This special edition DVD of First Blood offers its second release in the format. The first one came out in October 1998 and shared some supplements. Actually, everything here also appeared on the old disc except for “Drawing First Blood”. From the original, we lose a featurette and a trivia game. However, if you buy the Rambo Trilogy boxed set I discuss at the end of this review, you’ll get those features. Neither is missed here, though, especially since “Drawing First Blood” is very good. By the way, I never saw the original disc, so I can’t compare audio and video. Apparently the DVD included anamorphic widescreen; I don’t know if this new one uses the same transfer or not. The sound definitely differs, as the original provided only Dolby Surround 2.0 sound instead of this one’s 5.1 tracks.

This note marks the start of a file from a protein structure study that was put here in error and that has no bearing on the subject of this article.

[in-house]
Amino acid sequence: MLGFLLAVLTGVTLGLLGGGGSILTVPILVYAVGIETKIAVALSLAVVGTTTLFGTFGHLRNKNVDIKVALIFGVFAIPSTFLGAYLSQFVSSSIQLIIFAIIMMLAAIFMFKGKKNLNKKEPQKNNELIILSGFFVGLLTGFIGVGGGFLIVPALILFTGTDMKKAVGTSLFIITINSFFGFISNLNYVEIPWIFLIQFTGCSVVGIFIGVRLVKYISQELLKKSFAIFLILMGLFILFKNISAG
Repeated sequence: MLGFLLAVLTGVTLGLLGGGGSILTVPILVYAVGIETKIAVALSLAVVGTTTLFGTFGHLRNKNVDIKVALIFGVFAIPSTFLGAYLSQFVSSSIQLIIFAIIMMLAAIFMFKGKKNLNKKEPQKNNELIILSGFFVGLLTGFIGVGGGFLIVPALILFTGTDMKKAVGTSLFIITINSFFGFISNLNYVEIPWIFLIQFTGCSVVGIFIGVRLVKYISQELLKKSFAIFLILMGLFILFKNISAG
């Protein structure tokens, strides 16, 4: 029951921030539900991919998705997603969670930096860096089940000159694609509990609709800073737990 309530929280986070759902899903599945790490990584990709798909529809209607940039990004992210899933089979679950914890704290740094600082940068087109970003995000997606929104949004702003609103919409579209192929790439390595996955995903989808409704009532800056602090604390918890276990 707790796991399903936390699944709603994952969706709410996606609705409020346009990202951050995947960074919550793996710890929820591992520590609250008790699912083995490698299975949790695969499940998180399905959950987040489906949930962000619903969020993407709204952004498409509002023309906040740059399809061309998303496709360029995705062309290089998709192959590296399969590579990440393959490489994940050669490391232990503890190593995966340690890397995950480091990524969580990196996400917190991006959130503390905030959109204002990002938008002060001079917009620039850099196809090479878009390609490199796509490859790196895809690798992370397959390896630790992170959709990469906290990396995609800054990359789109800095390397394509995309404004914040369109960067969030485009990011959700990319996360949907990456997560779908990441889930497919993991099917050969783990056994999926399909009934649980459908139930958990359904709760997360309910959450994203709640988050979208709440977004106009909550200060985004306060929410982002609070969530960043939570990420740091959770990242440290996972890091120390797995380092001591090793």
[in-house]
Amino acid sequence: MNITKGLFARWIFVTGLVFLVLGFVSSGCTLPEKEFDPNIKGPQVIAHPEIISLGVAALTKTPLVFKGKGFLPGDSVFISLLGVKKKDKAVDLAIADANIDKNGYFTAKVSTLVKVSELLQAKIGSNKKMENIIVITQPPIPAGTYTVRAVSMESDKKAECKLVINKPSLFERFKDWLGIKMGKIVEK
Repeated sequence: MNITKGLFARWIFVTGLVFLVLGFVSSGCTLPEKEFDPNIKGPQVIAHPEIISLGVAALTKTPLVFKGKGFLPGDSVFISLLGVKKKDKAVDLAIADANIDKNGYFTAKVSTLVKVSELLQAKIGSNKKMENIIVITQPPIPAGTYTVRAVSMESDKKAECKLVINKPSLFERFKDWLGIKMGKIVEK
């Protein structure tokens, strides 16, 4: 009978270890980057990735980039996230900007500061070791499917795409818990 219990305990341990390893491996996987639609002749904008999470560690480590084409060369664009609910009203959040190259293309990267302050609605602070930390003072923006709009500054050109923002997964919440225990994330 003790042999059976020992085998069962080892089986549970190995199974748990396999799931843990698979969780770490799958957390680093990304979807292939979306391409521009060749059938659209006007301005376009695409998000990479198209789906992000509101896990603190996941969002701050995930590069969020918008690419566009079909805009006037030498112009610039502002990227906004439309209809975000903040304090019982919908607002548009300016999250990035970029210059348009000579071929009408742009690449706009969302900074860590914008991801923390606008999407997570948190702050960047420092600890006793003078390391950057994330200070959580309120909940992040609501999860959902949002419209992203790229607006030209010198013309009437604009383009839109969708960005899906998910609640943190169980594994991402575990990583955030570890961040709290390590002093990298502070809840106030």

Although the sequel made Rambo a household name, I think only the original film stands up after all these years. First Blood has its flaws, but it generally offers a vivid and compelling action flick that also includes more depth than usual. The DVD features very good picture and audio, though only DTS users will get the best of the soundtrack; the Dolby Digital mix seems acceptable but not as strong as the DTS one. The package also tosses in an excellent audio commentary and a short but solid documentary. Action fans should definitely give First Blood a look, and this DVD creates a compelling version of the movie.
Note that this special edition DVD of First Blood can be purchased on its own or as part of a four-disc set called the Rambo Trilogy. The latter also includes sequels Rambo: First Blood Part II and Rambo III as well as a fourth DVD that provides a mix of supplements. Each of the three films can be found individually, but the “bonus disc” appears only as part of the Rambo Trilogy. If you like all three flicks and enjoy supplements, that package offers a good bargain, as it retails for $59.98, or the price of the three movies on their own.